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How To Prevent Root Rot In Hydroponics: 3 Useful Tips

If you’re a newbie gardener who’s looking to find ways to hone your skills, you’d want to learn how to prevent root rot in hydroponics even before this problem affects your plants.

Hydroponics can be advantageous to crops in more ways than one. However, it also comes with risks of diseases, such as root rot, which can be destructive or even lethal to your plants.

Unfortunately, there are no effective methods to recover the wilted parts that were affected by the root rot once it hits your plants. The only thing you can do if you do not want this catastrophe to befall your crops is to prevent it before it happens. Read on to learn more about this subject.


What is Root Rot?

Root rot is a disease that attacks the plant roots and causes them to suffer decay. This usually happens when a lack of oxygen supply occurs in the substrate.

To give you an idea, think about plant roots that are submerged in water that only has a little oxygen in it. Over time, the plant suffocates and dies.

Aside from rot and decay, this disease also leads to the proliferation of fungi that are naturally present in the soil. These include Rhizoctonia, Alternaria, Pythium, Botrytis, Fusarium, or Phytophthora. As soon as fungi colonies start to grow, they tend to target the weakened roots and infect your precious plant babies.

Once the plant becomes infected, they won’t be able to take in what they need to grow – water, oxygen, and other nutrients. When this happens, it won’t be long before the plant dies.


What is Hydroponics?

In case you’re not aware, the term hydroponic is derived from a Latin word that means “working water”. To put it simply, hydroponics is an art that involves growing various types of plants without soil. If you’re like most people, the first thing that comes to mind when somebody talks about hydroponics would be a picture of plants with roots suspended into the water without using any type of growing medium.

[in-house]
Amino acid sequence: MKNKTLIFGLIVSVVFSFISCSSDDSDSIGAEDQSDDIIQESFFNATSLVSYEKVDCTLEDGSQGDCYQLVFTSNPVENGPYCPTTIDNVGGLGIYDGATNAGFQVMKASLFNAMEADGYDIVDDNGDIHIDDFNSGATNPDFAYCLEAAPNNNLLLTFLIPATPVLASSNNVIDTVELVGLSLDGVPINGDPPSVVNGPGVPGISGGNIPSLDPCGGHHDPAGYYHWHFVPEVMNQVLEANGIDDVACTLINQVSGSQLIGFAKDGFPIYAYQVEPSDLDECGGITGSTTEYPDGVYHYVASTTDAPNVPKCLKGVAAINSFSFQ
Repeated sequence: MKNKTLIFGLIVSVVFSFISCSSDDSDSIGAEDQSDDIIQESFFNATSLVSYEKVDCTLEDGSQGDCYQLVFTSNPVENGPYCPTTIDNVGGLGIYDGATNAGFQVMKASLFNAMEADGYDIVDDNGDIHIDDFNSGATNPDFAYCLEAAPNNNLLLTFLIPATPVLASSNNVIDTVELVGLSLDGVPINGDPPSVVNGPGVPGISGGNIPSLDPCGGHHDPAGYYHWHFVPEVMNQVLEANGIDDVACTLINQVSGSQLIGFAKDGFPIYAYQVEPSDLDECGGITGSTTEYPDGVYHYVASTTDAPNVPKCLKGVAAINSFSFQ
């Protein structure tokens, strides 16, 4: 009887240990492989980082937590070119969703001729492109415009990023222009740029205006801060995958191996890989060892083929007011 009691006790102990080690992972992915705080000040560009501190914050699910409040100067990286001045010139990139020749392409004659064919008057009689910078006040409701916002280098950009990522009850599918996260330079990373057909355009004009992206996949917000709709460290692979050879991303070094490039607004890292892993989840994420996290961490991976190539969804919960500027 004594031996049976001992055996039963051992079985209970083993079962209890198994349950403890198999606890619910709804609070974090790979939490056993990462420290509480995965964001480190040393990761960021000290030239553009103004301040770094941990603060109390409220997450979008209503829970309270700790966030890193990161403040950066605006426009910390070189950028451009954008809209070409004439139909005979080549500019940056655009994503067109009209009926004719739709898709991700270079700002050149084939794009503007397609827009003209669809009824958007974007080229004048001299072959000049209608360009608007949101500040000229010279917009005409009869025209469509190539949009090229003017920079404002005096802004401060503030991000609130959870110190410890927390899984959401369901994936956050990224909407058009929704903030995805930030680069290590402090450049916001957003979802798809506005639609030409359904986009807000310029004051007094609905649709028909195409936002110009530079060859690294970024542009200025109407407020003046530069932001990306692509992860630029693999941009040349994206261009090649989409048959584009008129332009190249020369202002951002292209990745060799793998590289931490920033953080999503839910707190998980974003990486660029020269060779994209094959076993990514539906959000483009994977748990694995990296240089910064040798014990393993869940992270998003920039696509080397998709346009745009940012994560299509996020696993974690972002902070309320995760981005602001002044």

Avoiding Root Rot in Hydroponic Systems

Detecting and identifying root rot can be tricky. When your plants get infected, their leaves and roots gradually wither until the whole crop itself dies from the lack of nutrients, which is a common symptom of many diseases.


What causes root rot in hydroponics?

One of the requirements in hydroponics systems is oxygen. Without it, your plants are basically on the road to death. On the other hand, lack of such is one of the major triggers for root rot, and it must be avoided at all costs.

Just like when planting in soil, you loosen up the ground so that your plants’ roots can have their required intake of oxygen. That is the case for crops grown in aqueous solutions as well. If they cannot breathe, they would not be able to grow.

Another agent for root rot is the temperature. The last thing you would want in your system are parasites that leech nutrients intended for your plants and infect the water during the process. In common terms, these fungi are called molds.

One of the best breeding grounds for these is warm and moist areas. For this reason, if the water temperature inside your reservoir is high, then you are susceptible to it. Something as minor as letting the solutions exposed to sunlight can already be a risk factor.


3 Useful Tips on How to prevent root rot in hydroponics

There is good news! Root rot in hydroponics can be prevented! Just follow these tips:

Tip#1: Use the right air pump

If you do not want root rot to affect your plants, you merely have to avoid its causes. If you need oxygen, keep the water bubbling by providing an air pump of appropriate size, and also give importance to proper ventilation in the room.


Tip #2: Maintain the temperature

The temperature should be maintained within the 70 to 80 degrees F range. Get rid of any materials that can make your system vulnerable to infections, and make sure not to disturb your crops while they are trying to grow.


Tip #3: Get rid of the rotten parts

However, if you failed in preventing the disease, then the rotten parts should be removed immediately. Cut them off as there is no chance of reviving them, and focus on the potential new growth instead. Fix your hydroponics system and eliminate the risks.


Why Give Greenhouse Gardening a Try?

Greenhouse gardening offers numerous benefits to greens aficionados who dare to take their gardening experience to the next level. Aside from acting as a shield against the effects of inclement weather, a mini, hobby, or semi-pro greenhouse can also serve as a protective layer that keeps harmful bugs and critters at bay.

What’s more, its enclosed structure allows you to control your plants’ growing conditions including the temperature, light, moisture, and ventilation of the greenhouse’s internal environment. With a controlled environment, you’ll be able to extend growing seasons and grow plants that aren’t native to your area.



No matter how well-informed you are about how to prevent root rot in hydroponics, you cannot completely eradicate the risks. Therefore, to avoid the worst-case scenario, you should be prepared to sacrifice the infected for the sake of others. While you’re at it, consider trying your hand at greenhouse gardening as well.